A B Davis High School - Maroon and White Yearbook (Mount Vernon, NY)

 - Class of 1933

Page 140 of 180


A B Davis High School - Maroon and White Yearbook (Mount Vernon, NY) online yearbook collection, 1933 Edition, Page 140
Page 140

Text from page 140:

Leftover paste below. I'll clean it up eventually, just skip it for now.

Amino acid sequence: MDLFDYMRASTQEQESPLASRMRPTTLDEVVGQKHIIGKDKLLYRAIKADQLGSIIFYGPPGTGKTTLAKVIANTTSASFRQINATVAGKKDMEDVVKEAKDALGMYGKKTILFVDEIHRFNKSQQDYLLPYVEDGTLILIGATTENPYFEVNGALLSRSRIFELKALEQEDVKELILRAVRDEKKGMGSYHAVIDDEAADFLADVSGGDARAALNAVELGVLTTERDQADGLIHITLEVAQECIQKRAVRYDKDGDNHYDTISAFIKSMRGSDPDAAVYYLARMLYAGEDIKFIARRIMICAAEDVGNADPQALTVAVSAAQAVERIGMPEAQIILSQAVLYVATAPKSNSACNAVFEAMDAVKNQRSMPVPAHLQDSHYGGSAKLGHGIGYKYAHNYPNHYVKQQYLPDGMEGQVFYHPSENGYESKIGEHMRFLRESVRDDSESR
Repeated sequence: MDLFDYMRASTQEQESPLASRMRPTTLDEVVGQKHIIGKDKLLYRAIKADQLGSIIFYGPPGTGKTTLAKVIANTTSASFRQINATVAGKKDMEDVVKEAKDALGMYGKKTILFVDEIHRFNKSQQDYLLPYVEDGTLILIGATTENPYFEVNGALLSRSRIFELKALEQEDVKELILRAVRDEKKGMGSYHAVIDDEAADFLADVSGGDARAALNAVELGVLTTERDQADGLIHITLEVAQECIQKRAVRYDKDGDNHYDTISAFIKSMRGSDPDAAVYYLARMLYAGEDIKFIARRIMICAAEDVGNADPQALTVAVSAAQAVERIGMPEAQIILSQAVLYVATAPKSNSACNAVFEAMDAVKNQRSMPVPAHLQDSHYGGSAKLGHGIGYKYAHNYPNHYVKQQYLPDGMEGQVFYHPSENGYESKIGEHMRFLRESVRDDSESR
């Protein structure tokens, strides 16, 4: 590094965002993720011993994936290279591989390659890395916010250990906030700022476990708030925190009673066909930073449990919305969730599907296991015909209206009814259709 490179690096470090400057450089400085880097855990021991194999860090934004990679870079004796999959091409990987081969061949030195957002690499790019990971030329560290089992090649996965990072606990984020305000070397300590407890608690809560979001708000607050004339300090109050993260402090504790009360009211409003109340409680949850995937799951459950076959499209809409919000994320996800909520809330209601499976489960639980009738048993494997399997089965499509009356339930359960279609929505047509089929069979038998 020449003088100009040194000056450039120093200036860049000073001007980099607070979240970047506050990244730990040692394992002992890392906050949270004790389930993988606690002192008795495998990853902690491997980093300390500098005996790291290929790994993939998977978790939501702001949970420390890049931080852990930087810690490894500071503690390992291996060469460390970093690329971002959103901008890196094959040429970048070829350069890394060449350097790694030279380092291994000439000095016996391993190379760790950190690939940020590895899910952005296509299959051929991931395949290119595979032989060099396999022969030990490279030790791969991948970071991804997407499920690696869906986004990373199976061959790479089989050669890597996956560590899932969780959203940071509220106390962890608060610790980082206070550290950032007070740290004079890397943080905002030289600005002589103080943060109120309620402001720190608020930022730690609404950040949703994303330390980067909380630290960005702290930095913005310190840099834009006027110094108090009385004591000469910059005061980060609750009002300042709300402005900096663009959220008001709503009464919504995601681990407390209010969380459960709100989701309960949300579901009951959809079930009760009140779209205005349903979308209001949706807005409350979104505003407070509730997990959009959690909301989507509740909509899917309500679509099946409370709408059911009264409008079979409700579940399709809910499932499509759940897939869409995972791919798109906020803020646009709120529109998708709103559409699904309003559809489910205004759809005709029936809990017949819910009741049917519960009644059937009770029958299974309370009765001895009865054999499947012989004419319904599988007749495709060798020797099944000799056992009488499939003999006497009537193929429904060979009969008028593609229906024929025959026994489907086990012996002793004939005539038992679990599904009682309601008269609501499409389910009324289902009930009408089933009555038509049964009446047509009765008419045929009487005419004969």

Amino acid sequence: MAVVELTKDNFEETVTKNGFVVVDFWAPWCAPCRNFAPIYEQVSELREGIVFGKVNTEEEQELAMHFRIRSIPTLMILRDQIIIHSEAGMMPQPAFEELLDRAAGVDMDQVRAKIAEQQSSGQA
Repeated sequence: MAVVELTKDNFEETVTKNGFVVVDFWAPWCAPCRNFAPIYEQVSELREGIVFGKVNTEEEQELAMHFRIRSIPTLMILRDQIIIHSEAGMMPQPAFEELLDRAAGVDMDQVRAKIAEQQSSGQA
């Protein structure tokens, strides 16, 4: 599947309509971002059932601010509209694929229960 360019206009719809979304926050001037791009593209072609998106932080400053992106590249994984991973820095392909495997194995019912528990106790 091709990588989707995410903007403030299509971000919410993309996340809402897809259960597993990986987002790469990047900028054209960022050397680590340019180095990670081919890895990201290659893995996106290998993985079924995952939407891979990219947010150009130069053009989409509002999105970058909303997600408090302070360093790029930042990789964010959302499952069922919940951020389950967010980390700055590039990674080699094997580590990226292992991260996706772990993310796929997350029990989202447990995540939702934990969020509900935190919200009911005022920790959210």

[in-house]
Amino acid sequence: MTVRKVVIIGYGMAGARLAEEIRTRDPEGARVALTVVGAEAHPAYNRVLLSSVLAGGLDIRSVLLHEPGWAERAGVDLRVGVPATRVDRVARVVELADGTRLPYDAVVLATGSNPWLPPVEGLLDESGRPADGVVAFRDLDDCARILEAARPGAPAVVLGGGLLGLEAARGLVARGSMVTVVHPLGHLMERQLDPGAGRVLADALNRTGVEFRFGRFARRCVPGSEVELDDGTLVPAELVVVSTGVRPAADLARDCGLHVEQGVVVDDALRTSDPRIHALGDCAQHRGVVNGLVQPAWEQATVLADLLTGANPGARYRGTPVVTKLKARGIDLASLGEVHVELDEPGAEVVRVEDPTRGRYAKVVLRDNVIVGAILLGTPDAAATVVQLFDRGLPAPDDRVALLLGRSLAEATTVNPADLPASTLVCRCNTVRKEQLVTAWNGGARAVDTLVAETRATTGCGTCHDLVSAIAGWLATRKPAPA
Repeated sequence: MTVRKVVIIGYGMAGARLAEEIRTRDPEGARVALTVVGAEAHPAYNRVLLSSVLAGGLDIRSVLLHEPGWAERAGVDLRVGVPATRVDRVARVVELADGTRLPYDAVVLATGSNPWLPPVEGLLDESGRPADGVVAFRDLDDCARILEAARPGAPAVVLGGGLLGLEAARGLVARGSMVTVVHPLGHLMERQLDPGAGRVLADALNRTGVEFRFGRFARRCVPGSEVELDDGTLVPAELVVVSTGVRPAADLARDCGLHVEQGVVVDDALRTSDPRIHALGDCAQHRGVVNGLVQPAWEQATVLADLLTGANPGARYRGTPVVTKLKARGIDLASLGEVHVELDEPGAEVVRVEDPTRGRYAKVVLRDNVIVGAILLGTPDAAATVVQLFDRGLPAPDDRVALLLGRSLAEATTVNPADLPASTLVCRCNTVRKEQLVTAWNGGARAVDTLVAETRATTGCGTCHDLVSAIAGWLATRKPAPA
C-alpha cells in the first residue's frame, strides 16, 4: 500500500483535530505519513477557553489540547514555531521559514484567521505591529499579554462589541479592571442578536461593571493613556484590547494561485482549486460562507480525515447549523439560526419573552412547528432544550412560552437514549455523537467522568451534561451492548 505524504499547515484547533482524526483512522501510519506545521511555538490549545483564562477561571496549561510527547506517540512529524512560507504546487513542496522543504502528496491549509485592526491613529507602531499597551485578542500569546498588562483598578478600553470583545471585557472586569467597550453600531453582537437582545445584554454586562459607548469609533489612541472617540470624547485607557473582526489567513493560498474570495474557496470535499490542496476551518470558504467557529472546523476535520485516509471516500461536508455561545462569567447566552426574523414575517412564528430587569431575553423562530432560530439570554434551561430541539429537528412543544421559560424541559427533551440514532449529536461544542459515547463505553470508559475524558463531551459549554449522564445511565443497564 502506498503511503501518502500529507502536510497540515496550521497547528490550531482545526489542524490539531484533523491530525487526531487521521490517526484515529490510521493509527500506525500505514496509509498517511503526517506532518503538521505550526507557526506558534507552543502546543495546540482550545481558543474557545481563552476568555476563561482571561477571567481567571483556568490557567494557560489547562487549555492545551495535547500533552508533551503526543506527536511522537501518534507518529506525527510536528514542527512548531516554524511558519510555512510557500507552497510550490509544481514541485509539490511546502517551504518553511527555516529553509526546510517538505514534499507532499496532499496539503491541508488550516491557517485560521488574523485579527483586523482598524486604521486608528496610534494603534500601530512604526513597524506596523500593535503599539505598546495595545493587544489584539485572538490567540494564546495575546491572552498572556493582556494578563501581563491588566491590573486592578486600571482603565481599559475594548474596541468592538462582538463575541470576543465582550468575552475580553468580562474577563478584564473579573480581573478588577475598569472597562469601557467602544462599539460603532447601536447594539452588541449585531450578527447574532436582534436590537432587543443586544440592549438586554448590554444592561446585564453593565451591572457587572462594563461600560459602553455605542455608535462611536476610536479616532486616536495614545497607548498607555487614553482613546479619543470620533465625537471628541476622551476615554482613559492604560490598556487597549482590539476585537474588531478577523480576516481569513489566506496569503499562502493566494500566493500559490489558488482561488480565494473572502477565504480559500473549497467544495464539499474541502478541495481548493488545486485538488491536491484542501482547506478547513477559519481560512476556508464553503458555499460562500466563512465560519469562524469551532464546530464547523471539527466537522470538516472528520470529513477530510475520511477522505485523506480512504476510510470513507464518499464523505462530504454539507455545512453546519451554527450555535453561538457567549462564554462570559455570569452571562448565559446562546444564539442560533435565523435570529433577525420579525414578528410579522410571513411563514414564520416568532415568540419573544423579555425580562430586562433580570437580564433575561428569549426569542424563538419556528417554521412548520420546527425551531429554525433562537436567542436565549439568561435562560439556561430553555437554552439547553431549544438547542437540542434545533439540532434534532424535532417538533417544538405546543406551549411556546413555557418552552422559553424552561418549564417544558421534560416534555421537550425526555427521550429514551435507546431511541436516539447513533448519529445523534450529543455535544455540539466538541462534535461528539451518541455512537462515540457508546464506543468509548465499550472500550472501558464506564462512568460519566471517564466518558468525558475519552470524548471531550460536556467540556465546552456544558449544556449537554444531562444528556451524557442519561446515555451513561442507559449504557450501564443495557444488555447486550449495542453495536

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MARGON AND WHITE his thoughts into a piece of artistry is very evident. In the poem, "Time," Galsworthy offers a bit of interesting philosophy and leaves us with the two closing lines: "Then what is man's so brittle life?- The buzzing of the flies that pass!" An interesting and pleasant thought is offered in the poem, "The Seeds of Light," in which sun beams are described and comL pared to- "The little sunny smiles of God that glisten forth and die." Whoever thought of describing the moon at dawn? Rather a unique time to de- scribe the satellite, but the effect produced is quite lovely. The rhyming scheme is a new one to me: the last word of every line in one stanza rhymes. Every stanza is arranged according to this plan no mat- ter how many lines to a stanza. "Serenity" presents a number of word pictures that are very beautiful: "the smiling sea", the "bee", the "dreamy fields". the "flowers", the "barques", "that far row of trees", and the "dreaming lovers". Outstanding is the following stanza: "The barques drift slow, And, dreaming, melt away Where golden glow Consoles the death of day." The peacefulness of these lines imprints. through their very simplicity, a lingering image. But the author's real point in the poem is summed up in the final, brief line: "Serenity is God!" The device word used is extremely clever. for in contrast to the author's beautiful. descriptive passages, a simple little sentence ends the poem. I have always felt that poets seemed to be subject to strong moods, and Gals- worthy proves to be far from an excep- tion. After reading a number of his poems that portrayed a light, cheerful mood. I came upon a four-lined poem which bore all the earmarks of having been written in Page One Hundred and Thing-six an exceedingly fearful mood. The poem that I have in mind is "Nightmare". The writer's fear of "dropping out of the race" is very apparent. The nervous question Qwas he the man who "fell in the heat" as "out of the race he ran"?j seems to make the poem's title most fitting, for isn't it a nightmare to think of not being able to do what is nearest one's heart? In Galsworthy's case, of course, it is the fear of not being able to write. We glimpse Galsworthy from another angle through a bit of his art in "Slum Cry", that is, his zeal for reform. Though there is no distinct rhyming scheme in the poem, the effect produced is at once over- powering. Strength or force is gained by the direct plea ful of the desolate"J from a child of the slums, who though- "Breath choked, dry-eyed- Death of me staring," must live her life for, "--so was I born!" "-so shall -I die!" Again this noble author utters a plea to bestow honor where it is due in "On a Soldier's Funeral." A funeral that the private soldier tat whose death no drums are beat and no bells are rungl is not given. is described. The author contrasts this brilliant description by the simple but clear stanza: "I-Ie lived his time And little day of silent tasks And silent duty-no one asks To know his name." It is very evident that the poem, "Let", was prompted by the thoughts at seeing a sign, "To Let", outside a little brick house. The description is effective and pleasing, and the rhyming plan, which is merely the rhyming of alternate lines, is unadorned to fit the peaceful simplicity of the atmosphere. In "A Mood," which is in reality a description of love, devotion is character- ized as a light, airy, untouchable some- thing. The last stanza shows my point: NINETEEN THIRTYTHREE

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